Couples sway and glide over the worn wooden dance floor. Their faces are solemn and almost tragic looking, close to each other they are feeling the tango. It’s past midnight in San Miguel, a neighborhood in Buenos Aires and the old dancehall is just starting to fill with men and women who have come alone or with partners to join the Milonga – a long night of dancing. The music will play until the last dancer leaves, and that can easily be 4 or 5 in the morning. The tango is a cliché that we associate with Argentina, replicated and performed for tourists in extravagant, expensive shows. But the real Milongas still exist throughout the city. You can find taxi drivers and doctors dancing side by side and cheek to cheek.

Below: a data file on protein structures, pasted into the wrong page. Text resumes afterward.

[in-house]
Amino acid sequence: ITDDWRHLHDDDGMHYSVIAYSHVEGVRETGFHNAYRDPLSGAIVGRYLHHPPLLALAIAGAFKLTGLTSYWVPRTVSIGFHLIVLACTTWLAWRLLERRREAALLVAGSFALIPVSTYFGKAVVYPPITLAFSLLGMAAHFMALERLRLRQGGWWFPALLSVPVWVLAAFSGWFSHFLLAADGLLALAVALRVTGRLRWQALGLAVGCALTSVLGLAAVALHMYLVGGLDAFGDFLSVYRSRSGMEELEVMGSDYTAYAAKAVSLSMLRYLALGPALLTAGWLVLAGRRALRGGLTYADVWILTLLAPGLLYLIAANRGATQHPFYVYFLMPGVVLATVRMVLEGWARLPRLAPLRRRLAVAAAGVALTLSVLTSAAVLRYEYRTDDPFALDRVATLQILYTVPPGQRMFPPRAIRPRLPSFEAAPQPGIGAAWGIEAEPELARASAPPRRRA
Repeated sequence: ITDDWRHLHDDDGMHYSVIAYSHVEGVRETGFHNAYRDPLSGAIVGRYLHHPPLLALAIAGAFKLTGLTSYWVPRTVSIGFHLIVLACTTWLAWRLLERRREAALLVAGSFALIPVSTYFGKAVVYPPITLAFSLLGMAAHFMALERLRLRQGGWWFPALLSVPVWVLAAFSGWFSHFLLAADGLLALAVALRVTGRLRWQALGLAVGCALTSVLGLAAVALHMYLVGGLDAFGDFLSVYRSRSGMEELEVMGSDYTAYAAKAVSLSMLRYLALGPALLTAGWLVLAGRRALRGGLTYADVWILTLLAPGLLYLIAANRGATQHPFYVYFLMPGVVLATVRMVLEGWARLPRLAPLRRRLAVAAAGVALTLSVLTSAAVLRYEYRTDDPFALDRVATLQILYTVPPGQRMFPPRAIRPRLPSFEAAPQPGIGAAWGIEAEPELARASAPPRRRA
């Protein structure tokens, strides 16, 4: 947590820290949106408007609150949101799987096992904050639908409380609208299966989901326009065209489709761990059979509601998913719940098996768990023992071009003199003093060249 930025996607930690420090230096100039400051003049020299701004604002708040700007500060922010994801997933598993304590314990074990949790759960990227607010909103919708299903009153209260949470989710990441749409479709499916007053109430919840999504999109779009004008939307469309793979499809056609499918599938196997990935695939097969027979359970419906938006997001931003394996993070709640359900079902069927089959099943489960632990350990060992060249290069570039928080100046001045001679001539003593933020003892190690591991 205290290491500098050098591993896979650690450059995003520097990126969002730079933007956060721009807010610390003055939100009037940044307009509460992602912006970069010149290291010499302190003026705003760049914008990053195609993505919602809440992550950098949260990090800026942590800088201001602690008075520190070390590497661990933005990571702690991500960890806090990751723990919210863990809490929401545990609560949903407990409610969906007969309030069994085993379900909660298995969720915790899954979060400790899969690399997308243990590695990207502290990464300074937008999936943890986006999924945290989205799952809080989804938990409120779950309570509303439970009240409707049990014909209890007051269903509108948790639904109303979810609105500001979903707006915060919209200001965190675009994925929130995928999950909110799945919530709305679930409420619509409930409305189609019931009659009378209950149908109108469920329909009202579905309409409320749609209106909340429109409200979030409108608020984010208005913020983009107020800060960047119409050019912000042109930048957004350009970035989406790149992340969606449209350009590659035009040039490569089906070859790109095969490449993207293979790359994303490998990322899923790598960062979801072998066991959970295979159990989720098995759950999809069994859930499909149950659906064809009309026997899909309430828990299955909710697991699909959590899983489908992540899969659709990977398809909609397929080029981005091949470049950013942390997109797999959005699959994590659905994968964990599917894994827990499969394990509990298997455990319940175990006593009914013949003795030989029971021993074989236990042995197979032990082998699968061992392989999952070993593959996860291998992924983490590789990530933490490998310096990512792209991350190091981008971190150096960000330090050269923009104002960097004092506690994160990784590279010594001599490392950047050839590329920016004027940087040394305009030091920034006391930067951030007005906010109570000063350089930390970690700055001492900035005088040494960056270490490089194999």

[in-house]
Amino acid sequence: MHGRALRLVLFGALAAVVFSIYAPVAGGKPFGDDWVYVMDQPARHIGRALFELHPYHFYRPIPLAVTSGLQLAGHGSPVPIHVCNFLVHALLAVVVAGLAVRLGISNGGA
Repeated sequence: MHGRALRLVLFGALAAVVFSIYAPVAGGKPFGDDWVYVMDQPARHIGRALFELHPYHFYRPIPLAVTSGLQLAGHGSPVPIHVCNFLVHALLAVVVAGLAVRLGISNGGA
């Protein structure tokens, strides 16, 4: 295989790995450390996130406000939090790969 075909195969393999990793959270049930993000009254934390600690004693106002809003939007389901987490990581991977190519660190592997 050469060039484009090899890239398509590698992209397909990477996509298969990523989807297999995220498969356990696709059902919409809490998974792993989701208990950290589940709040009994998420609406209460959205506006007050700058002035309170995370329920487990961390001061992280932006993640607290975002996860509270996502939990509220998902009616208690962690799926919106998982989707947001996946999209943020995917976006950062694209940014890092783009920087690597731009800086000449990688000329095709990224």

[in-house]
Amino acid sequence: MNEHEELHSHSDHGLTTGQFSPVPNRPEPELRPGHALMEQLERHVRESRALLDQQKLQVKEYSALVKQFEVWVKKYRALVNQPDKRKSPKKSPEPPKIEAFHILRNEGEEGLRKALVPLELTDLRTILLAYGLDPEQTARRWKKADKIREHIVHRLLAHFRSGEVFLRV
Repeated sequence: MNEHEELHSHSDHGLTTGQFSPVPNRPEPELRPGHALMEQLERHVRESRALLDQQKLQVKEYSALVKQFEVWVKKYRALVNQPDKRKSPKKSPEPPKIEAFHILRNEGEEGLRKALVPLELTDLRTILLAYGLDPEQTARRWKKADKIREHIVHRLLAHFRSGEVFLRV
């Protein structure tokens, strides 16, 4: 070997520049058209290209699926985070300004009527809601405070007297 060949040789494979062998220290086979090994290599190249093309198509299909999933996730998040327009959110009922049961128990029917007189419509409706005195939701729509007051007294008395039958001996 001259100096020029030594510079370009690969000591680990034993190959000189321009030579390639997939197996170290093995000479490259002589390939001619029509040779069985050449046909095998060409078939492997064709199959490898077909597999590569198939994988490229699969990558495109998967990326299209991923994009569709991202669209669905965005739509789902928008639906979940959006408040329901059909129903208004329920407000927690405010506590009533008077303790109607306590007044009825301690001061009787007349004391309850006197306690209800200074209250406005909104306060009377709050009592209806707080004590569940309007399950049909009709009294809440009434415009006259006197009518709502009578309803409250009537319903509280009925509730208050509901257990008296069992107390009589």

Mariana Docampo is a tango dancer by profession. She hosts the Tango Queer Milonga in San Miguel every Tuesday night. It’s a night for couples who dance traditional tango without the traditional roles assigned to men and women. Women dance with women, men with men, women with men; any combination goes as long as one partner can lead. Argentina is considered one of the most liberal Latin American countries for LGBT rights. In 2010 Argentina legalised gay marriage and granted full adoption rights to same sex couples. Mariana Docampo’s Tango Queer Milonga is part of this vibrant and open LGBT movement in Argentina.
Words and film by Jeanny Gering
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